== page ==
Friday, November 11, 2005

Rajeev Goyal Talks Up Caste

15 photos.

Smita Narula, video clip.
Rajeev Goyal, video clip.
Chinnaiah Jangan, video clip.
Sanjaya Parajuli, video clip.

I went to an amazing New York University event today for one primary reason: to tell the authors that their report, Caste Discrimination Leads To War, is the most powerful of all reports on Nepal I have read this year, and I have read virtually every report on the country that I have bumped into online by many reputed national and international groups. I think that is a lot coming from a guy for whom it has been all Nepal all the time for months now. Most domestic actors refuse to even touch the topic. Most visiting actors miss the details and the gravity of the situation. I think Rajiv Goyal's having been born in America, but having been an ethnic Indian gives him both a detachment and a natural sense of empathy that truly carries the day. I expect this report to get widely quoted in Nepal for years.

Rajeev Goyal and Smita Narula are the co-authors. There also was a third speaker, Mahabir Chaudhari. He is a Dalit who runs a NGO in Nepal that has a membership of something like 36,000 people. That is huge. That could practically be a political party.

The most powerful presence in the audience was a Dalit Indian who was currently engaged in some kind of post-doctoral work at NYU now, or something equally high floating. He made the point that democracy was not enough, that affirmative action was needed if the plight of the Dalits is to be truly addressed.

I can totally relate to his story. When V.P. Singh became prime minister of India in 1989 on the affirmative action platform, a lot of high caste Indians actually left the country. Their claim was the country was now going down the drain. The caste system is way more complex than racism and sexism. It is weird. Not to say it is evil.

I got to meet Rajeev only two days back at the Krishna Pahadi event. I am so glad I did. And today I also had the honor of walking with him to the train station. He was born in Long Island. He is a cheerful person. I also got to meet two of his friends.

Krishna Pahadi At New York University

Smita seemed to really keep up with the news on Nepal. She kept making casual references to many details of what is going on in Nepal.

Smita drew the broad framework during her talk, and Rajeev came in and filled the details with his acutely told stories that really brought the caste issue to life. He said most everyone he met in Nepal wanted to know what caste "Goyal" was. Go figure. Then he talked about the one Dalit teacher at the school he taught at. And how the Bahun students would all sit on the front benches, and the Dalits would huddle among themselves in the back.

This reminds me of some work I did and am doing for the Dalits in my homevillage in southeast Nepal. Here are 126 photos that show my brother Santosh distributing school supplies to Dalit children. The village has had a primary school for the longest time. But the Dalit children did not attend. There was this social barrier. The non-Dalits feel if the Dalits start going to school who will work in the fields. And the Dalits internalized that sentiment. I used my bulley pulpit. Because you are in America, you are a big shot in the village. So word was spread that Paramendra wants all the Dalit children to start going to school. That did it. That was the carrot, my "good" name. The stick was if locals create hurdles, Paramendra will not fund the building of that wall that needs to be added to the school building. But being realistic I also hired three private Dalit tutors who help the same students during off school hours. And all this cost very little money in dollar terms. By Dalits in the village in this case, I mean the Musahars, Chamars, Doms, Dusads, and even the Muslims. The Muslims in the village get treated like Dalits. I hope to expand on this whole experiment.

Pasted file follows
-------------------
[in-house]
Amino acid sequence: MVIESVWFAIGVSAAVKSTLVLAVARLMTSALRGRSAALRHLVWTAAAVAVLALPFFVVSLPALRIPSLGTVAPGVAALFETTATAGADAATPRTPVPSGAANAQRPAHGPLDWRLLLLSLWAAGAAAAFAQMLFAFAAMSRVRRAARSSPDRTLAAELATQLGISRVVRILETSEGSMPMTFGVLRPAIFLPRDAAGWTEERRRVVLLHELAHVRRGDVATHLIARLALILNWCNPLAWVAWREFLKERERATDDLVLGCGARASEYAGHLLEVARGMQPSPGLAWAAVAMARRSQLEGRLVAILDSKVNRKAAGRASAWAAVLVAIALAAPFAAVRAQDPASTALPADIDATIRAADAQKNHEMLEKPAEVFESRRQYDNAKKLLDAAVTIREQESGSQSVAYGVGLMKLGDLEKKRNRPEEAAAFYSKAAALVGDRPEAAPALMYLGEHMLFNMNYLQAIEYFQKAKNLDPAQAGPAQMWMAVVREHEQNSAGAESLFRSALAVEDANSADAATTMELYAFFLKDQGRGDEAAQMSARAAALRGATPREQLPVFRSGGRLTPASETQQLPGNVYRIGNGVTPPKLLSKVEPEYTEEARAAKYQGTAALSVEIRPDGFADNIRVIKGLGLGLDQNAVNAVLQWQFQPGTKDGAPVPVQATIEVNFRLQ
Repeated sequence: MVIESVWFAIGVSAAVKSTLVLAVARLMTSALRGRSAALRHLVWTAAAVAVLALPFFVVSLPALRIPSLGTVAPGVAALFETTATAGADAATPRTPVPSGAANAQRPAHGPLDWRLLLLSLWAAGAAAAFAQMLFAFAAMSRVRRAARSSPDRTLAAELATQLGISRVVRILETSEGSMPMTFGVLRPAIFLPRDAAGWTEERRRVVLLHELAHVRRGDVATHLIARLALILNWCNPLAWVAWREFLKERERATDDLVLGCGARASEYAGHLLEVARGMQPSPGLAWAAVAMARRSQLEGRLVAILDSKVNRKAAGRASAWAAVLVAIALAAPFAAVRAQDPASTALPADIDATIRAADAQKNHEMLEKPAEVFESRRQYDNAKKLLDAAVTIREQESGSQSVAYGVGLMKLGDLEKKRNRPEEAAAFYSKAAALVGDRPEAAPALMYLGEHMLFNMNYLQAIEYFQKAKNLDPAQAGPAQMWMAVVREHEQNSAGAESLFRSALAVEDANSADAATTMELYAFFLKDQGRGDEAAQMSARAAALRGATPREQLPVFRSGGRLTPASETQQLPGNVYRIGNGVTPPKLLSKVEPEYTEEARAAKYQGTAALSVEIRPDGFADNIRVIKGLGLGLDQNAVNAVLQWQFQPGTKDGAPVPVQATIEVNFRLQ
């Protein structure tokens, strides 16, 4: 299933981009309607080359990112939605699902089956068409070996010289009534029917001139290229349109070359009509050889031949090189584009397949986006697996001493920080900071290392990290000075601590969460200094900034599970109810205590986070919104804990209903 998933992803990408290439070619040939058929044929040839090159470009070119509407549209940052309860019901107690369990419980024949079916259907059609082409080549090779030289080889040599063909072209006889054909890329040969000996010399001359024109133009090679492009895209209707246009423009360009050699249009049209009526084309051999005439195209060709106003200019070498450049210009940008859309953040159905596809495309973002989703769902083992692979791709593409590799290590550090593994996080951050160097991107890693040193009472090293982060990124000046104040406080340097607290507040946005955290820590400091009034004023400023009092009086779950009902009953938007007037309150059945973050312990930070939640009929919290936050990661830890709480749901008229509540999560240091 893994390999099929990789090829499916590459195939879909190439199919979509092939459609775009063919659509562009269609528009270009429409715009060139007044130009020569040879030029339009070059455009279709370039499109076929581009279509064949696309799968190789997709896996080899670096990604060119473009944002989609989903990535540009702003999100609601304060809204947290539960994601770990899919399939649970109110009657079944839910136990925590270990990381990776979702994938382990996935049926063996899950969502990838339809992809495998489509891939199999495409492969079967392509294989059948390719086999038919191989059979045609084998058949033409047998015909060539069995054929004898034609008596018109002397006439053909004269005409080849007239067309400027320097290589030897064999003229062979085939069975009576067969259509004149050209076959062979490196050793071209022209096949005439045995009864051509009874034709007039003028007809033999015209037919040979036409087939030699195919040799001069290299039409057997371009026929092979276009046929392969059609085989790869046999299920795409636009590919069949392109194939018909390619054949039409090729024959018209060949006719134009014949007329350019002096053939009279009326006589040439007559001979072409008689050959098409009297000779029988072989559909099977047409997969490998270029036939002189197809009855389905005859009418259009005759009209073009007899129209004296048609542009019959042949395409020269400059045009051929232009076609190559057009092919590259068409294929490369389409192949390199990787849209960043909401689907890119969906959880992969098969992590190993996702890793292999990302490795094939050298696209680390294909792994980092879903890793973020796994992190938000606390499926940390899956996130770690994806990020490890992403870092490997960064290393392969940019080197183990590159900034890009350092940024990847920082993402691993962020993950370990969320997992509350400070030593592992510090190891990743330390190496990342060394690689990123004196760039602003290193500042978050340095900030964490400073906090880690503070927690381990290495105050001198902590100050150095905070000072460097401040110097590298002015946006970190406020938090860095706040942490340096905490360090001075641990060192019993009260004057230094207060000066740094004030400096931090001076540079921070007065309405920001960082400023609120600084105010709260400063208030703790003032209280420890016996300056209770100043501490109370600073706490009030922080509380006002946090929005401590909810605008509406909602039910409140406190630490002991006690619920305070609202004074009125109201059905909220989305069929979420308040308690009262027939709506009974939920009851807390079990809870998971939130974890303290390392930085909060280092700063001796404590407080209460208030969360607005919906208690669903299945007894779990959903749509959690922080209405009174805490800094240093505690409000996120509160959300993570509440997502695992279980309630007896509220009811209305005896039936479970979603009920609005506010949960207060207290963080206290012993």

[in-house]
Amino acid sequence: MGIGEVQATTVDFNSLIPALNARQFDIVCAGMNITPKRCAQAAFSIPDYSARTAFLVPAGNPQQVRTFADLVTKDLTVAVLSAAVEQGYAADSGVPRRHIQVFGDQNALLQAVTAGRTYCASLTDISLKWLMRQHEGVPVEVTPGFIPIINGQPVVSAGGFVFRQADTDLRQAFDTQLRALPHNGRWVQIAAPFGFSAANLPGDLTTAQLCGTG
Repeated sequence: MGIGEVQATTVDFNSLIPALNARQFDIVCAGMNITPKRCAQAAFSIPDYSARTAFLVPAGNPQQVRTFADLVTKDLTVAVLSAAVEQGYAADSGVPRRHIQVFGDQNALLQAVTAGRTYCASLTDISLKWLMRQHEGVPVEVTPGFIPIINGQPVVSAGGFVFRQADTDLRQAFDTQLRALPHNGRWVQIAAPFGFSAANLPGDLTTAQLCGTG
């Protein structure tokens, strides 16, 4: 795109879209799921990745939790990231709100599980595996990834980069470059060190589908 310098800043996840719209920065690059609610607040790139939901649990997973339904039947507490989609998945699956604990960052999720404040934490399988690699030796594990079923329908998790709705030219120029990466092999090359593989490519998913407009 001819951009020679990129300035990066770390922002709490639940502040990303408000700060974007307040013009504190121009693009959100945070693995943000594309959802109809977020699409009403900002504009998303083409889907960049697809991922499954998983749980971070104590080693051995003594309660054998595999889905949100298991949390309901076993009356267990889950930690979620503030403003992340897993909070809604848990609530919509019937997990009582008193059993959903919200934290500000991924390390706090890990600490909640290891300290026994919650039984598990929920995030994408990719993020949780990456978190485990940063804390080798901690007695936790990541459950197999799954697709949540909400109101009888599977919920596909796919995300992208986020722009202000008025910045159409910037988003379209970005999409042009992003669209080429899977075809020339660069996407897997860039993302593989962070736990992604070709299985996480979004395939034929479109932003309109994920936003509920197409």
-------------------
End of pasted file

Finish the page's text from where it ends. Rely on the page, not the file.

The Musahars in my homevillage are the most cheerful people I ever met. They are my favorite people. To me it is not even a caste crusade. It is just my personal memory of them that keeps me going on this mini project.

Curiously my father and my uncle have been two people who have not received any extortion letters from the Maoists. Some people in the village think I am a Maoist! If that is what it takes for them to "behave," fine by me.

Rajeev told several stories. One was about the Dalit teacher at school going to the teashop but not sitting with everyone else to drink tea, washing his own cup after he was done. These are scenes I am very aware of, but it takes a Rajeev Goyal to retell the story with a freshness I could not. Another is of the same teacher getting "disappeared" by the Chief District Officer. He got apparently falsely accused of being a Maoist. The state has come down heavily against the Dalits as a community. If this were Yugoslavia and not Nepal, you would be calling it ethnic cleansing.

Rajeev's presentation was poignant.

A lively question and answer session followed. And it continued on for long after the program was officially declared over. There were free-flowing conversations. And Rajiv offered me a free coke at the end.

1 comment:

Anonymous said...

nice to hear people talking about dalits... as we know dalits in madhesh are doubly discriminated first by the state as madheshis and then by the madhesis themselves.
true parmendra.. despite being poor most of these people are gems... I would have been a dacoit or a smuggler or whatever say kidnapper if I was that much poor... All sorts of discrimination must stop... All should unite to break the man made wall of casteism.. Its the one and only worst thing that I hate about hinduism... It has got to be corrected sooner or than later...